Recently, I was in a meeting with a CEO who expressed concern that he no longer had time to read. “I’ve read more books on leadership than most, and they all say the same thing.” We entered into a healthy discussion about this topic, and I discovered that the reason he had “no time” to read, was that it simply wasn’t a priority. It wasn’t a part of his daily or weekly schedule so other things naturally squeezed out any ‘spare’ time he might have had.
I also learned that he wasn’t up to speed on some of the excellent books that had been published in the last few years. Many can be downloaded onto an iPad or Kindle and read on a plane, in bed late at night, or simply catching a few moments enjoying a coffee. For my friend, it really was an issue of priority.
Of course, it’s impossible to remember everything you read, but nearly always you can remember insightful perspectives and broad themes that present a different way of looking at a problem or leadership challenge you might be facing.
One book that got me thinking recently was the book by Melvyn Bragg called, 12 Books That Changed the World.[i] While I might have come up with a different selection, Bragg produces a list of ‘books’ that contain significant historical facts, ideas, stories, and discoveries that have helped to shape our thinking in relation to economics, medicine, physics, science, law, love, sport, religion, and human rights. These include:
- Principia Mathematicain 1687 by Isaac Newton
- Marries Lovein 1918 by Marie Stopes
- Magna Cartain June 1215 by Members of the English Ruling Classes
- The Rule Book of Association Footballin 1863 by A Group of Former English Public School Men
- On the Origin of Speciesin 1859 by Charles Darwin
- On the Abolition of the Slave Tradein 1789 by William Wilberforce in Parliament
- A Vindication of the Rights of Womanin 1792 by Mary Wollesoncraft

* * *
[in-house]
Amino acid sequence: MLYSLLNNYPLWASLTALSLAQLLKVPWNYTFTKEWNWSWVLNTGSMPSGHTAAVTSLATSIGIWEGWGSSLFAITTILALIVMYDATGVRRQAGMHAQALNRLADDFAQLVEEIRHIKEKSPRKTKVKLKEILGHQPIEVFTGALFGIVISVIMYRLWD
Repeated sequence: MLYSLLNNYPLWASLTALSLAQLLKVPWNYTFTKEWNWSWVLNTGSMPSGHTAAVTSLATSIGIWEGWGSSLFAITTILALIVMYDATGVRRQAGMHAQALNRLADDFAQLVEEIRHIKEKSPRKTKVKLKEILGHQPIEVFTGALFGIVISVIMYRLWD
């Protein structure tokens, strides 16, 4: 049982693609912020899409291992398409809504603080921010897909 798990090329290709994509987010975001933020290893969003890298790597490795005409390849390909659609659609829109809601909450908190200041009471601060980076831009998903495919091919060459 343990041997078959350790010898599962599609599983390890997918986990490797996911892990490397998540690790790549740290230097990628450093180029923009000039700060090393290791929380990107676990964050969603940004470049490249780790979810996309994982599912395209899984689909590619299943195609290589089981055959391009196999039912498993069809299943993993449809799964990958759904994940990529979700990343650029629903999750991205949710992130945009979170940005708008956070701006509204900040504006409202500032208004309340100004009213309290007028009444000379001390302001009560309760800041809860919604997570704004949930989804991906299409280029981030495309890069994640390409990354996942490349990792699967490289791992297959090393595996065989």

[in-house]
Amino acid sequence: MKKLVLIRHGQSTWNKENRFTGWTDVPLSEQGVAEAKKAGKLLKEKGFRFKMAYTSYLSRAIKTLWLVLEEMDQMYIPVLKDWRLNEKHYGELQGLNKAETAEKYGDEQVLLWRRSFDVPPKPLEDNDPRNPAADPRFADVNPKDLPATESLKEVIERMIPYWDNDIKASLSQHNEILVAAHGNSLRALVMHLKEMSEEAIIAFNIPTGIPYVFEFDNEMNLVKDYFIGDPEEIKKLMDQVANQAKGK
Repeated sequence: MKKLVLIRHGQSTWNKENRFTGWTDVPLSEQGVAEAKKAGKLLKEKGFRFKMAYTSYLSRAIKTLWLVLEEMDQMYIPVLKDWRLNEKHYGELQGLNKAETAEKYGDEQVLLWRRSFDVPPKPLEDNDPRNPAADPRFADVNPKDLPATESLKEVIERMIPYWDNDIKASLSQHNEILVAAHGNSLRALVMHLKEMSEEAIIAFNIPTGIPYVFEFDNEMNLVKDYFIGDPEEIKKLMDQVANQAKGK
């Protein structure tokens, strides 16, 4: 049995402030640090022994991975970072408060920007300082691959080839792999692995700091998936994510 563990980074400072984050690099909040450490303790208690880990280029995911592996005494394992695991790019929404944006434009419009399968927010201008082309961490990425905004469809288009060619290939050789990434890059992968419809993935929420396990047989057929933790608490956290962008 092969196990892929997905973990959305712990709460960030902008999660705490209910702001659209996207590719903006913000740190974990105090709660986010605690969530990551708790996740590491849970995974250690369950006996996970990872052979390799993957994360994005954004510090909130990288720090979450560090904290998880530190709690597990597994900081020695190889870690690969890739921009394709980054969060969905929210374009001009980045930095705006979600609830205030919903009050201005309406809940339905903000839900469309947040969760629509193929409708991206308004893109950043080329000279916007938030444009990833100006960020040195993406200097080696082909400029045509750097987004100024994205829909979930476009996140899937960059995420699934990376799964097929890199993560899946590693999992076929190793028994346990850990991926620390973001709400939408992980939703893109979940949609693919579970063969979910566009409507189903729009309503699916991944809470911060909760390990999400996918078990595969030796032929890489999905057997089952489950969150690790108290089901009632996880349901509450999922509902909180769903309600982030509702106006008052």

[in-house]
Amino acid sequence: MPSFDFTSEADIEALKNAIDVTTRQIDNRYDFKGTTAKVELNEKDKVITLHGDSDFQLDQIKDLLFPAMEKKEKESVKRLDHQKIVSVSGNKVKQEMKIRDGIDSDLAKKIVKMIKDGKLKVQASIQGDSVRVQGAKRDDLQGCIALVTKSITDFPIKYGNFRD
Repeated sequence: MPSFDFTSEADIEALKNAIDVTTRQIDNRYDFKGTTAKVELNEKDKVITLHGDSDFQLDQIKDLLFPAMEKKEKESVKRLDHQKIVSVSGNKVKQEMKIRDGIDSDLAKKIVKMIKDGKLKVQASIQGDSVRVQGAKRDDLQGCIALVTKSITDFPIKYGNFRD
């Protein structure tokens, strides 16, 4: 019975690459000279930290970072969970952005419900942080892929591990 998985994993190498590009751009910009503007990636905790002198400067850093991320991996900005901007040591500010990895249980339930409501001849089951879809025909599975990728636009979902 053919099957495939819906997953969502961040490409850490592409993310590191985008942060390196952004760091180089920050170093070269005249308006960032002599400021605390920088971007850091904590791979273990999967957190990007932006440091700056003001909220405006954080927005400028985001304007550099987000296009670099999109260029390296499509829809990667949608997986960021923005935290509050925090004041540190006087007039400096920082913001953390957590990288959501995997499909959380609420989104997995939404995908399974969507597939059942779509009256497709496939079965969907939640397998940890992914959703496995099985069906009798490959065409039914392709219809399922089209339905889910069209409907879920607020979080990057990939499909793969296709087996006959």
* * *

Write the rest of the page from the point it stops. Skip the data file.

- Experimental Researches in Electricity (3 Volumes)in 1839, 1844 and 1855 by Michael Faraday
- Patent Specification for Arkwright’s Spinning Machinein 1769 by Richard Arkwright
- The King James Biblein 1611 by William Tyndale and Fifty-four Scholars Appointed by the King
- An Inquiry Into the Nature and Causes of the Wealth of Nationsin 1776 by Adam Smith
- The First Folioin 1623 by William Shakespeare
Having read Bragg’s book, I tried to assemble my own list of books that have been a significant part of my own leadership journey. Obviously, this is not an exhaustive list, and I can only imagine how difficult Bragg found it! My list of 12 (in no order of priority) is:
- The Long Walk to Freedomby Nelson Mandela, 1994
- Virtuous Leadershipby Alexandré Havard, 2007
- How the Mighty Fall And Why Some Companies Never Give In by Jim Collins, 2009
- The Speed of Trustby Stephen M. R. Covey, 2006
- Spiritual Leadershipby Henry & Richard Blackaby, 2001
- Amazing Dad: Letters From William Wilberforce to His Childrenby Stephanie Byrd, 2010
- Servant-Leadership Across Culturesby Fons Trompennars & Ed Voerman, 2010
- The First 90 Daysby Michael Watkins, 2003
- How Will You Measure Your Lifeby Clayton M. Christensen, James Allworth, and Karen Dillon, 2012
- The Bible – New International Version, 1996
- Powerful Personalitiesby Tim Kimmel, 1993
- A Short History of the 20thCentury by Geoffrey Blainey, 2005
What would you list? If you want to let others know what you have found helpful or inspiring, simply go to the ‘Leave a Reply‘ section below this post.
What’s the bottom-line?
“If you want to lead, you’ve got to read!” Below are some questions to get you moving in the right direction:
- What fields or areas of specialization do you find interesting, refreshing, and motivating?
- Are there any gaps in your experience or professional development that could be addressed by finding a good resource?
- If reading could deliver you a 10-20 percent improvement in your performance, what changes would you make to your schedule that would make this a priority?
[i] Melvyn Bragg, 12 Books That Changed the World (London: Hodder & Stoughton, 2012).